Transpiration is the process through which plants lose water. This may seem like an inconsequential process, but it is the entire process that drives irrigation. In the diagram below you can follow the transpiration process. In Step 1, plants bring in moisture from the soil with their roots. Then, in Step 2, water travels up through the plant. In Step 3, water leaves through their pores or stomates (plural of stomata) and enters the atmosphere again.

    The combination of water loss from liquid water in the ground evaporating and water in plants losing water is called evapotranspiration (ET). Evapotranspiration is frequently used by scientists as a measurement of the plant water needs. If a location has a high ET, then the plant needs are greater than a location with a low ET.

    Most locations in the state of California are close to a weather station that is part of the California Irrigation Management Information System (CIMIS) network. A CIMIS station measures a variety of variables in order to calculate the ET including: temperature, solar radiation, humidity, wind speed, and wind direction. With a complicated formula, the CIMIS station will calculate the ET for a specific geographic location. This information is frequently used to make a water budget, an estimate of how much water a location should use, including outdoor watering based on the amount of landscaping, the type of landscaping and the evapotranspiration.

    CIMIS Station #204 (Photo used with permission of Castaic Lake Water Agency)
    Figure \(\PageIndex{3}\): CIMIS Station #204 (Photo used with permission of Castaic Lake Water Agency)

    The monthly inches of ET data in the table for Santa Clarita reflects the water needs in terms of inches of water that grass would need to receive per month. You can see that the highest needs are in summer, primarily July and August, with needs decreasing rapidly in September through December. Even though September is typically almost as hot as August, the days are shorter and the sun is less intense so the evapotranspiration is less in September than August. This means the plant needs for irrigation are significantly less.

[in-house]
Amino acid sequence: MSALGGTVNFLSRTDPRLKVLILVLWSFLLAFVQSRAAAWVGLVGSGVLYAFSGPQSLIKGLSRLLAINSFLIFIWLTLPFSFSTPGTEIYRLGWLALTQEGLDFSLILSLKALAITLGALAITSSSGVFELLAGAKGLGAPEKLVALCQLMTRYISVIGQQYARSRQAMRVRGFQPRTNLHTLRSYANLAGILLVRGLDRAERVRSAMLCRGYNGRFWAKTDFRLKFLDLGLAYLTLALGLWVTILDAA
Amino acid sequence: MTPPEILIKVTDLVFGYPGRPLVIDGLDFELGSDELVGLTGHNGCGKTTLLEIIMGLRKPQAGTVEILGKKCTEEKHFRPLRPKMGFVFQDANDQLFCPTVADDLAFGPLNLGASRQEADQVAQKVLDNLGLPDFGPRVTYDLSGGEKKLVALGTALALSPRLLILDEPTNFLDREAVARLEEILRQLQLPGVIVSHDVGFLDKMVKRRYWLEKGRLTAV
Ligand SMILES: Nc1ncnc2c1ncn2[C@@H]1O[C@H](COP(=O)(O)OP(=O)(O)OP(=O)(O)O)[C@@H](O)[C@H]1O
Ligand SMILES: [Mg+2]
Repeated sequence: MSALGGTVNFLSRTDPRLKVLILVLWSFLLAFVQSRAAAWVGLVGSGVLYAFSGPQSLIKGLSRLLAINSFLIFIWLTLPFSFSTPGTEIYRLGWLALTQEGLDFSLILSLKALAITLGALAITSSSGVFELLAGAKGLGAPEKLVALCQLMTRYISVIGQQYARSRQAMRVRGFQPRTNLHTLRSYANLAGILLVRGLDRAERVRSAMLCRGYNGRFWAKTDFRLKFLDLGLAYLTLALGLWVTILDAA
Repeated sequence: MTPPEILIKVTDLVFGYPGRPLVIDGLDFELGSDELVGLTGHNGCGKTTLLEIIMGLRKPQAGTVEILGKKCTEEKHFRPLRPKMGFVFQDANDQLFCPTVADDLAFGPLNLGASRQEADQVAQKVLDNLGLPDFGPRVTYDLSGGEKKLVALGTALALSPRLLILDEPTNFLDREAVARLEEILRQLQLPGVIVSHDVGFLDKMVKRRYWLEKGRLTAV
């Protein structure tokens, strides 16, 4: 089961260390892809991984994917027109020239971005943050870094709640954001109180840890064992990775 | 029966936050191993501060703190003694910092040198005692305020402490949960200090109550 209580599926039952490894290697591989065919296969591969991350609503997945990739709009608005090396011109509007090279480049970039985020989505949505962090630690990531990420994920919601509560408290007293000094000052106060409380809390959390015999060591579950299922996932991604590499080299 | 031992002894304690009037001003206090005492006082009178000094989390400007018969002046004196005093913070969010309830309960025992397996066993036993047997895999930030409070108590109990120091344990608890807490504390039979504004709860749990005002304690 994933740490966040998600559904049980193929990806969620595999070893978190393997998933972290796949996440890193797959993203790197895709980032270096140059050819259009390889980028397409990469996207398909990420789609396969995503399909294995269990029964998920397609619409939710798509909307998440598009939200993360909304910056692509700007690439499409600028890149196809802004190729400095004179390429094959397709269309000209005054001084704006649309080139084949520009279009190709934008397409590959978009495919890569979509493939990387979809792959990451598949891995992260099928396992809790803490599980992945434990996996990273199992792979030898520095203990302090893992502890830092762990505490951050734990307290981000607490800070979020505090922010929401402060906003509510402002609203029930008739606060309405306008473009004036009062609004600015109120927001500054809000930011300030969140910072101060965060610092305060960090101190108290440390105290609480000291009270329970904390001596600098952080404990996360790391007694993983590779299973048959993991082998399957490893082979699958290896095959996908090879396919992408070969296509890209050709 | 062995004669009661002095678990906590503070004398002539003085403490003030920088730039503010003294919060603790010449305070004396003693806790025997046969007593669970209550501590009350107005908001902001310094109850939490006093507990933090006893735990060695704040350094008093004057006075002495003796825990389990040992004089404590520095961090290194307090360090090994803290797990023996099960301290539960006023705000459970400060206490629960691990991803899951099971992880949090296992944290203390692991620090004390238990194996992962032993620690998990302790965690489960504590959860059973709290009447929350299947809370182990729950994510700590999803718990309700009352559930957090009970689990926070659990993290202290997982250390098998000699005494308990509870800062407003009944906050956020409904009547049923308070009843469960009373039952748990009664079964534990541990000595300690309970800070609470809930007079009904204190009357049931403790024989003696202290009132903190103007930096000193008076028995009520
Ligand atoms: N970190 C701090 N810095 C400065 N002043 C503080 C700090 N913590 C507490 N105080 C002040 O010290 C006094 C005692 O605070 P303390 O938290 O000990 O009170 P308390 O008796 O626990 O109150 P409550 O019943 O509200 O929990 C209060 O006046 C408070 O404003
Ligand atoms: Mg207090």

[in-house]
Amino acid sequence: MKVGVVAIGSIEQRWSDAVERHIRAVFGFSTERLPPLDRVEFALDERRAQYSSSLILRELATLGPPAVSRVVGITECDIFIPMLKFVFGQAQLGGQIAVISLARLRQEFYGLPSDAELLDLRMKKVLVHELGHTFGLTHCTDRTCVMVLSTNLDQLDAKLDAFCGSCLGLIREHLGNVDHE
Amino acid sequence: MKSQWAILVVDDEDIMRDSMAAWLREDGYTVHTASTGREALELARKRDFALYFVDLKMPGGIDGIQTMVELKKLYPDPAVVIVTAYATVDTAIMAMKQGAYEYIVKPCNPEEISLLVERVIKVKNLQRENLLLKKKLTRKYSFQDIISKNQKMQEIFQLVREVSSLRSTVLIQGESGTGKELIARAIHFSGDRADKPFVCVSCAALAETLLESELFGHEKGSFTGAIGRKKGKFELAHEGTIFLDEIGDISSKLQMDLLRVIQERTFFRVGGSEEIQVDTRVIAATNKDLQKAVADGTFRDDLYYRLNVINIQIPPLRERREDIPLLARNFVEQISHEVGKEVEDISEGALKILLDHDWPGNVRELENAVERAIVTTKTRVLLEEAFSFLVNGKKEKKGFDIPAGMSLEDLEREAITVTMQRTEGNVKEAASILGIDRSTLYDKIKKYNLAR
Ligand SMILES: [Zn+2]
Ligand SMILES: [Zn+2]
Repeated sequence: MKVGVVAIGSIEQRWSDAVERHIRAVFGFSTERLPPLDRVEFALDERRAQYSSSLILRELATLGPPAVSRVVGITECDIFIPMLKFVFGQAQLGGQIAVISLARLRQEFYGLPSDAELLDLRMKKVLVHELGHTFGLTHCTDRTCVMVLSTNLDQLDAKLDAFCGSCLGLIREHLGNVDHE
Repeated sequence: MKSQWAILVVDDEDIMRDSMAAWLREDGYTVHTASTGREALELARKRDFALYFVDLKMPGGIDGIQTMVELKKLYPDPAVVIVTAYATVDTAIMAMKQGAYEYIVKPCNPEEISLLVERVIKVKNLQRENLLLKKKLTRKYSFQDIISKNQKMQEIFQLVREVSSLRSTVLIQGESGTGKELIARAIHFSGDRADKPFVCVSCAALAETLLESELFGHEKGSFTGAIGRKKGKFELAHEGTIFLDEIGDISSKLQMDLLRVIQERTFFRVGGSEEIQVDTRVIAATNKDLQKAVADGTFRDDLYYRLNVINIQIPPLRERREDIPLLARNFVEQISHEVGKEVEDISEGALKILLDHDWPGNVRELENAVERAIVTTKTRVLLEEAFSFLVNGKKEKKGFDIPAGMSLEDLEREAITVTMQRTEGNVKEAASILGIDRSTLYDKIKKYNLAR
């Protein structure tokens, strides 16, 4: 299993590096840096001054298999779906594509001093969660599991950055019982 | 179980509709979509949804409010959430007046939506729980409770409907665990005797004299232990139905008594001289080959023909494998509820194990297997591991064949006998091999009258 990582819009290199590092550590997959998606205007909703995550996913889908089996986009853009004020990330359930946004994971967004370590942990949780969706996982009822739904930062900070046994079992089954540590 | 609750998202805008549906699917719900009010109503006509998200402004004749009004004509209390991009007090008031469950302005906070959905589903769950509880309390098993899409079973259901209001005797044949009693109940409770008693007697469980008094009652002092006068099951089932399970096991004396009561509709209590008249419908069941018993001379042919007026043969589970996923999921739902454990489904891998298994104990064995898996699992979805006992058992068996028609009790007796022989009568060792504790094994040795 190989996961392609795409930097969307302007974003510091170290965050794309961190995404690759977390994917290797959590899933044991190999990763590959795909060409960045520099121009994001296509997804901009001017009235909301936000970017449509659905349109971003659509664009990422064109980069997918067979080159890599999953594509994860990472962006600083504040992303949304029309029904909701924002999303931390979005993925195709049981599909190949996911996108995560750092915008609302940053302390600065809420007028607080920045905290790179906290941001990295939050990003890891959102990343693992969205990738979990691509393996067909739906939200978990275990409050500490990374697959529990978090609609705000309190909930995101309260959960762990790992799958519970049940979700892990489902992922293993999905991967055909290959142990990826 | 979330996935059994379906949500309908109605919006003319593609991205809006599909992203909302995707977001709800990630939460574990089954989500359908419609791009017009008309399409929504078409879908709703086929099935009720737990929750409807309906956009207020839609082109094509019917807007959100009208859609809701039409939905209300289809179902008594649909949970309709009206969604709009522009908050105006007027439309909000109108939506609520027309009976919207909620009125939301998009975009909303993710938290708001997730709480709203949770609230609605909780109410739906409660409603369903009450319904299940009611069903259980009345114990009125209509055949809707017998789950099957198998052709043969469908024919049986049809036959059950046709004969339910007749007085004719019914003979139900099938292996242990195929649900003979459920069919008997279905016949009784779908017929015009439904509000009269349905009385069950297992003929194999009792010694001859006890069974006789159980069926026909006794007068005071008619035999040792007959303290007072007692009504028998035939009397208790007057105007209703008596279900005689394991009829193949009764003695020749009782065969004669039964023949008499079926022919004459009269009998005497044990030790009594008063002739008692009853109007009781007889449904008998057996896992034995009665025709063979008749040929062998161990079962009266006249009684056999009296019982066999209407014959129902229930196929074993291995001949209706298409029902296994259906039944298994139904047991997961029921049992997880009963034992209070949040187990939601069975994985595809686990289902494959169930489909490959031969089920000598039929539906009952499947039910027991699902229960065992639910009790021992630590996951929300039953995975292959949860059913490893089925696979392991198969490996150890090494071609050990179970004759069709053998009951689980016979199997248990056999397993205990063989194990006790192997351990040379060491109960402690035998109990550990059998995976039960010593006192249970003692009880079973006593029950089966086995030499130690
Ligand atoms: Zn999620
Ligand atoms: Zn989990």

CIMIS Station #204 Santa Clarita - 2016 Evapotranspiration Data

    Months

    Jan

    Feb

    Mar

    Apr

    May

    Jun

    Jul

    Aug

    Sep

    Oct

    Nov

    Dec

    Monthly ET (in)

    1.97

    4.80

    4.51

    5.24

    5.77

    7.77

    8.99

    8.13

    6.30

    4.68

    3.40

    2.69

    Knowledge of evapotranspiration has a practical application - in Southern California, many people find they can turn off their irrigation systems for grass in normal years from November through February and that their plants’ water needs will be met with rainfall alone.